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 Brook Miscoski
PowerScore Staff
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Your question might need to be rephrased for clarity, but I believe I understand what you are asking. In my own words, you are confused about which of the following groupings to use:

[I :dblline: H] OR RRR

or, alternatively,

I :dblline: [H or RRR]

or, alternatively

I :dblline: H and I :dblline: RRR, which is the best way to write the correct interpretation for purposes of clearing your confusion.

This can be frustrating, since the game is played in completely different ways depending on your interpretation, and most of us don't have time to see whether our assumptions are working out in the answer choices.

My advice is this:

1. if "or" led to the first interpretation above, there would have been a comma.
2. On the LSAT, "or" always means "one or the other or both" unless explicitly stated otherwise. Thus, given "Industrial can't go in a zone in which there is Housing OR three Retails" we must interpret it to mean that either of Housing or three Retails would exclude Industrial. The easiest way right now to clear up the confusion is to realize that it means that I :dblline: H and I :dblline: RRR.
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Hello Brook, thanks for the reply!

Sure let me try to clarify. I’m still not seeing anything in the grammar that indicates these are definitely two rules. The lack of parallel structure in the sentence combined with the “or” really throws me. And I think I see why now.

So I read the rule as one long rule with the “or” as serving the same sufficient-negation function as the word “unless.” So I diagrammed it as [H I] —-> RRR. Does that make sense? The reason I felt this way was because there is no “in which” before “three sub zones are designated for retail use.” That lack of parallel structure in the sentence led me to read the “or” as “or else” or “unless” since the verb “are” —not clearly also covered by the preposition “in which” as the first half of the rule certainly is— actually seemed to me to be introducing a new condition guaranteed by the absence of the first: that in the absence of the previously stated proposition (that H and I are not together; so /[H I], the negation of which would be [H I]) three subzones are designated for retail use (they must be because of the nature of either or).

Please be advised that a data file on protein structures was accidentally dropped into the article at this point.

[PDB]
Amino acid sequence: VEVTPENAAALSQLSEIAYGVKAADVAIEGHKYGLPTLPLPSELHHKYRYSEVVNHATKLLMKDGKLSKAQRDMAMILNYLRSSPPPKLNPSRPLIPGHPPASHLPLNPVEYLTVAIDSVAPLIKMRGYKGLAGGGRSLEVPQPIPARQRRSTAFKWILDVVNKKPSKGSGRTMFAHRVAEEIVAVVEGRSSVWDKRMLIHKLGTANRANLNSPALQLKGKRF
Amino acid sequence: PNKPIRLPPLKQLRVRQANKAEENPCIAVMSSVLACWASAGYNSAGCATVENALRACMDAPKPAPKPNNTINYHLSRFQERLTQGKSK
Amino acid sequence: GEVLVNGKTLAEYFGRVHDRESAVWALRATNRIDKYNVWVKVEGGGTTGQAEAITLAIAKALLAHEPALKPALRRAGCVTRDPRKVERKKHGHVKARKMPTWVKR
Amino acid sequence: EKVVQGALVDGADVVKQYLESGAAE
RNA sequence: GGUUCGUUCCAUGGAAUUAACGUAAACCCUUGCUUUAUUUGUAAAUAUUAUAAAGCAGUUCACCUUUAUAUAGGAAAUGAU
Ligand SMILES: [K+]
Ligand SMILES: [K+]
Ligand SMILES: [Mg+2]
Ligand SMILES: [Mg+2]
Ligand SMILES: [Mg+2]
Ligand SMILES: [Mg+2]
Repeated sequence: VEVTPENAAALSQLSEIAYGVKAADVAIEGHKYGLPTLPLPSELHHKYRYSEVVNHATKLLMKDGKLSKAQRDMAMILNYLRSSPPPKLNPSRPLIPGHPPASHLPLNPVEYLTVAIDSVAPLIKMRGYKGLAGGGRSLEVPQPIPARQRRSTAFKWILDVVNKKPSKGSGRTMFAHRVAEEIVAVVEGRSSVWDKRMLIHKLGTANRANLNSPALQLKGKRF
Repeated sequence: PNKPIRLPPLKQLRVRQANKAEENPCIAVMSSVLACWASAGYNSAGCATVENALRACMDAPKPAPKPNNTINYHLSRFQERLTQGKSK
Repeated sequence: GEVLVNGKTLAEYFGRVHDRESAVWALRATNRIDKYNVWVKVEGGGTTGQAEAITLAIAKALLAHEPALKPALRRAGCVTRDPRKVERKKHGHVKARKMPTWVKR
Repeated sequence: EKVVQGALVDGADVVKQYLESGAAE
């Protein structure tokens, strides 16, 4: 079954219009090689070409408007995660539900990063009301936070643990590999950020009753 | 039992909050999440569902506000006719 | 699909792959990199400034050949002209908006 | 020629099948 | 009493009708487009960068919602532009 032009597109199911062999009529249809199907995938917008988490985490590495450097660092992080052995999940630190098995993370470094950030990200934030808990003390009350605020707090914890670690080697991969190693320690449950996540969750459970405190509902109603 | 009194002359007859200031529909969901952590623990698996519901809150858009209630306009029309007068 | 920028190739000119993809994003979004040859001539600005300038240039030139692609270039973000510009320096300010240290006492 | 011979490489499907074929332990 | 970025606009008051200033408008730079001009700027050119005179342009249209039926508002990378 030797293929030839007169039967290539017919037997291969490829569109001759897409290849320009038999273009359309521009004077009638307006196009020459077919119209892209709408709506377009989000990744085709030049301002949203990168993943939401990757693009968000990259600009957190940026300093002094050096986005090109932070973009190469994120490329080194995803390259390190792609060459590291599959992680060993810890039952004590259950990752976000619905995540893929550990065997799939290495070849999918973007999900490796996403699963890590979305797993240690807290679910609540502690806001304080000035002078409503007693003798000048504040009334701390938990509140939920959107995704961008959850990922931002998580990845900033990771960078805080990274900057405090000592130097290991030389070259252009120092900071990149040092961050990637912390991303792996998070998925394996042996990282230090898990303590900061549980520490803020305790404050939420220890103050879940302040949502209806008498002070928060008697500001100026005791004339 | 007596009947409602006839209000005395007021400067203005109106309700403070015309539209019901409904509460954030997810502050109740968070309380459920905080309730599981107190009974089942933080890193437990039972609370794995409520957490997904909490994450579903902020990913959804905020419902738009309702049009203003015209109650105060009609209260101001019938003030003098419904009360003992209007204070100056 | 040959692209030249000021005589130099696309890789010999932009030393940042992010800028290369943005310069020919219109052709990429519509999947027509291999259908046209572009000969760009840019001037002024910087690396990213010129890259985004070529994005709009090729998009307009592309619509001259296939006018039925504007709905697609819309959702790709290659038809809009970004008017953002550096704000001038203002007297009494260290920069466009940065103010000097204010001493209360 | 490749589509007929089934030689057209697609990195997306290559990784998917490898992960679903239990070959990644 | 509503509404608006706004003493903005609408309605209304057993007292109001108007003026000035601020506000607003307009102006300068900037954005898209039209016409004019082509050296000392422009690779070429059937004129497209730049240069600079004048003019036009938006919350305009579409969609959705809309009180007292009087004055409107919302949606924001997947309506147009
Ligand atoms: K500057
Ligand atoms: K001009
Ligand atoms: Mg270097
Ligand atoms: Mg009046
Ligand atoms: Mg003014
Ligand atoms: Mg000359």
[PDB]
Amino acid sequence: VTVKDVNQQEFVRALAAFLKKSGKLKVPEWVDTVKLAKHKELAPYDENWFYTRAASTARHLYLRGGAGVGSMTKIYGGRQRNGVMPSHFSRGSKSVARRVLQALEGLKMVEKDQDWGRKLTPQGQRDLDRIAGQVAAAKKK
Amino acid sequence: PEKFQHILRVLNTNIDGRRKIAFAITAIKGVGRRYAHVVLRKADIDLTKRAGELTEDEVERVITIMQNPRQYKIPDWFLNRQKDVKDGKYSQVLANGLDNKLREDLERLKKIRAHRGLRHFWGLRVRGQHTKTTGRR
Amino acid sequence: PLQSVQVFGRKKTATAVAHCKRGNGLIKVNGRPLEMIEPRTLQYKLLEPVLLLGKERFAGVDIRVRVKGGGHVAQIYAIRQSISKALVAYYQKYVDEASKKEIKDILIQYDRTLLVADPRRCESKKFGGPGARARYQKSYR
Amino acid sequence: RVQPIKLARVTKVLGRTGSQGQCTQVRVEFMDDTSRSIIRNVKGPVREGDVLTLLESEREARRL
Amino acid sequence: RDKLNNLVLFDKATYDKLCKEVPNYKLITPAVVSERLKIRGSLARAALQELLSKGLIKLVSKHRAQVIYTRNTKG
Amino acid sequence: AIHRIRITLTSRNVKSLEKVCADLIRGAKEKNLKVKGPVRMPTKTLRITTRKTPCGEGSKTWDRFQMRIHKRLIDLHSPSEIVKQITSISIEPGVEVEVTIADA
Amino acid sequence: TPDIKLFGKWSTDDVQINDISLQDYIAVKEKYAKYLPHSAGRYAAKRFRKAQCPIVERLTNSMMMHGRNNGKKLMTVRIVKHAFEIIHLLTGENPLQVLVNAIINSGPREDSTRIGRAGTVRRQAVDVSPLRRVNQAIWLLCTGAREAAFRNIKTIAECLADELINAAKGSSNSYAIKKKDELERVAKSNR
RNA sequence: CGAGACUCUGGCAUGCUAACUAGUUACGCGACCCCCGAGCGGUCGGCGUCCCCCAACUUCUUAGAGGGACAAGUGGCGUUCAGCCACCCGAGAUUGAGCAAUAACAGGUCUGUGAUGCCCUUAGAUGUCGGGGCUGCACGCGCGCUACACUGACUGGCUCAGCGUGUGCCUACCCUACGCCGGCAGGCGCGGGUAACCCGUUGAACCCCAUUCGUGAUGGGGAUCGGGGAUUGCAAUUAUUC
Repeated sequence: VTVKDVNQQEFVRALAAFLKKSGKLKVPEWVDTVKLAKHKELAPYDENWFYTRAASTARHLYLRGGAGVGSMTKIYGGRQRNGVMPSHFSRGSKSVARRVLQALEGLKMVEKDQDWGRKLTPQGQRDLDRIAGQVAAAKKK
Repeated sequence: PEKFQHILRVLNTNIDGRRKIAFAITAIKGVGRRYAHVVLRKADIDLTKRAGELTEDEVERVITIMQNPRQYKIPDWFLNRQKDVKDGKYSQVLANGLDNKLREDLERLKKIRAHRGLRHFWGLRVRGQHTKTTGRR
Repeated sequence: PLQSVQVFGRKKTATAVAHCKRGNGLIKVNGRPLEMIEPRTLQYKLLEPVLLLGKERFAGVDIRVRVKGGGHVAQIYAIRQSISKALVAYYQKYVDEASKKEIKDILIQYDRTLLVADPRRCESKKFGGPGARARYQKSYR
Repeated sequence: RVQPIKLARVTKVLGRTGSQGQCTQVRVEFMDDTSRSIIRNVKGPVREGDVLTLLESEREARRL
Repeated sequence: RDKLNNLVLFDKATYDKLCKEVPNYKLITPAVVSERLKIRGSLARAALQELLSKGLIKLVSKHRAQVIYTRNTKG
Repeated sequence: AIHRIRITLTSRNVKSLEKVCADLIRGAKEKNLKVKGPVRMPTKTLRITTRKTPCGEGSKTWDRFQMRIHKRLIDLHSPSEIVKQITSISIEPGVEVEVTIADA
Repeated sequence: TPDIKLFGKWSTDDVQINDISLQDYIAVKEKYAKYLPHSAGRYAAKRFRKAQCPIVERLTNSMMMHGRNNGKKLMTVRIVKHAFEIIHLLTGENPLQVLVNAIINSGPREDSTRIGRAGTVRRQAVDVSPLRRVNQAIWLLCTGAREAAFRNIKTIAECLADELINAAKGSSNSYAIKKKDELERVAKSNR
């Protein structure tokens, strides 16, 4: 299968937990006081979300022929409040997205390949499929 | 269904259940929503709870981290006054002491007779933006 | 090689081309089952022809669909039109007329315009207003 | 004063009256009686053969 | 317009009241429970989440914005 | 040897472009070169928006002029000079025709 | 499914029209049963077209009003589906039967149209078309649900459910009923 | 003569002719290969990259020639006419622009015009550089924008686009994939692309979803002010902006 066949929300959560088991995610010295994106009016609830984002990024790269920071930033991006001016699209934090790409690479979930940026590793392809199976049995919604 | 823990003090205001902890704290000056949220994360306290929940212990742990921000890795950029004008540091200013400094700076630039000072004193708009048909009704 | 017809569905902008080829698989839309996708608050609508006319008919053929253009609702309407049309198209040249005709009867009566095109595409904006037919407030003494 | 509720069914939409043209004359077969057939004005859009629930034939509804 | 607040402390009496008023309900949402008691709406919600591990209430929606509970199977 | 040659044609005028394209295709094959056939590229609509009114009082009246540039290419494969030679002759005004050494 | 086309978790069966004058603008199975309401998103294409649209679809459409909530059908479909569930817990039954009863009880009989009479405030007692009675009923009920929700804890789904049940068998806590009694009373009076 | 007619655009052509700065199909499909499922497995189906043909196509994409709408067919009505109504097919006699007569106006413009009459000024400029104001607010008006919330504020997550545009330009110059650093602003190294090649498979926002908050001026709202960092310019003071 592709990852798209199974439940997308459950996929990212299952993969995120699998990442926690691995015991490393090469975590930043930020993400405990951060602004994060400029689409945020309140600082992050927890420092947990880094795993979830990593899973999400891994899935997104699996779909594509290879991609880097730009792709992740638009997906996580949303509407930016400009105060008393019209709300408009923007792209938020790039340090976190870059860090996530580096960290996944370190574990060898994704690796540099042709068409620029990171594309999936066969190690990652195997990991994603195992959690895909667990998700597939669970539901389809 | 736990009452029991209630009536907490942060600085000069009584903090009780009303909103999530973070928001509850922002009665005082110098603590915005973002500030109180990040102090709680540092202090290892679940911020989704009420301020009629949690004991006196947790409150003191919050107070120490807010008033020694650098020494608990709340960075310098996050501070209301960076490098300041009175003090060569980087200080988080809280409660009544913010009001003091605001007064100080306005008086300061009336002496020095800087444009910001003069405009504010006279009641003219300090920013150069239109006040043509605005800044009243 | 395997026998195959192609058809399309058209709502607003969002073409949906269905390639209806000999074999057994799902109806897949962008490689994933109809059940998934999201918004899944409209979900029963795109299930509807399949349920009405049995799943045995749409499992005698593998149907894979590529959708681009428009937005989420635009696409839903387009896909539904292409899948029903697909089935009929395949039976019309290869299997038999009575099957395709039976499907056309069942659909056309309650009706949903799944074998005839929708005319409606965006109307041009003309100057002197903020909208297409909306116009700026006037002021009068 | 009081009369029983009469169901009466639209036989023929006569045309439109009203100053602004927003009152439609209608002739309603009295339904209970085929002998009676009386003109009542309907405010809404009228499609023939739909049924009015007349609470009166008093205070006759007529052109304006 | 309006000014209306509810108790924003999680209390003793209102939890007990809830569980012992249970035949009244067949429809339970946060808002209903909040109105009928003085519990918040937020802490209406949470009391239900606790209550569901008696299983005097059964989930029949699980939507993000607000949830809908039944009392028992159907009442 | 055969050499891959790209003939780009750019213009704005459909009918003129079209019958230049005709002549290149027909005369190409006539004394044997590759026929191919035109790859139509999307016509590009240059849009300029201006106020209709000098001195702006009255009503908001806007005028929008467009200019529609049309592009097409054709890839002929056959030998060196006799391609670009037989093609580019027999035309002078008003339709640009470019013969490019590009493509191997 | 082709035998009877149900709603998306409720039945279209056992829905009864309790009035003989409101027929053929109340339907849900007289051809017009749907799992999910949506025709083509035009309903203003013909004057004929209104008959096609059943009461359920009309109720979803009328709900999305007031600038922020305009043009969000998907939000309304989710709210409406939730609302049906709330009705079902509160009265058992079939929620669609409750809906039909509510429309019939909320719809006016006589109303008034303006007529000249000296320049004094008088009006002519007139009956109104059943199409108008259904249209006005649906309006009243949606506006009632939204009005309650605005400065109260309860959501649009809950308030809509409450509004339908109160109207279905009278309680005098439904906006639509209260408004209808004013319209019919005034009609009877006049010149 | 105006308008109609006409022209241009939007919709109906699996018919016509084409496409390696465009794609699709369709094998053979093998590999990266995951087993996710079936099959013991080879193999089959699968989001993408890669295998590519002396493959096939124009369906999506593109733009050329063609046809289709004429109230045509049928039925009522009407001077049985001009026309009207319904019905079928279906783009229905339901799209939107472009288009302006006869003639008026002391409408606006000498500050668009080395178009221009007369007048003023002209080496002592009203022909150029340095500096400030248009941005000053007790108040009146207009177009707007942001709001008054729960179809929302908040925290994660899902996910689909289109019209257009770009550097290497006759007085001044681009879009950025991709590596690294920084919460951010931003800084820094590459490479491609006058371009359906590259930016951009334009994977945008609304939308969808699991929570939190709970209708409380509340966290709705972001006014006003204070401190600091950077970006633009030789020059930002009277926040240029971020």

You see? I read the or as indicating what must be in the absence of the other condition, which I took to be that H and I cannot be together. If it’s not the case that H and I aren’t together then there must be 3 Rs. I definitely see that I’m wrong and that it makes sense as two rules if you distribute the “in which” mentally across the two clauses. But geez that felt really ambiguous. Like I thought I had done a good job dealing with another bit of test maker language trickery.
 Adam Tyson
PowerScore Staff
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I think the issue, JudicialCondor (love the name!), is that you are reading an implied "or else" (which could also be seen as an implied "unless") instead of an implied "in which", and you aren't sure how to determine which interpretation is correct. The simple answer is that "unless" and "or else" cannot be taken as implied on this test, because they change meaning in ways that have to be explicit rather than implicit. The rules simply cannot, and will not be, that flexible and vague.

Imagine a parallel case in statutory law: what if we were faced with a law that stated "A licensed driver under the age of 18 may not drive a vehicle with any passengers under the age of 15 or more than one passenger between the ages of 17 and 19." Would you interpret that to mean that it would be okay for a 17-year-old driver to ride with a 14-year-old passenger as long as he had two 17-year-olds with him, too? Or would you interpret it as meaning no passengers under 15 and a maximum of one older teen? The latter makes more sense, obviously, and to interpret it the other way would strain credulity!

Here's one that's more practical for laymen: If you do not finish your vegetables you cannot have pie or cake. Am I saying you can leave veggies on your plate and have pie and cake, but not pie by itself? No way! For that to be the rule, I would have to clearly say "if you don't finish your veggies you cannot have any pie unless you also have cake" (which is crazy, but I would love that rule). It definitely means you cannot have either one if you don't finish your veggies.

The correct way to look at a structure of "not this or that" is to read it as a "neither...nor" statement, which means not this AND not that.

I hope that clears things up a bit!

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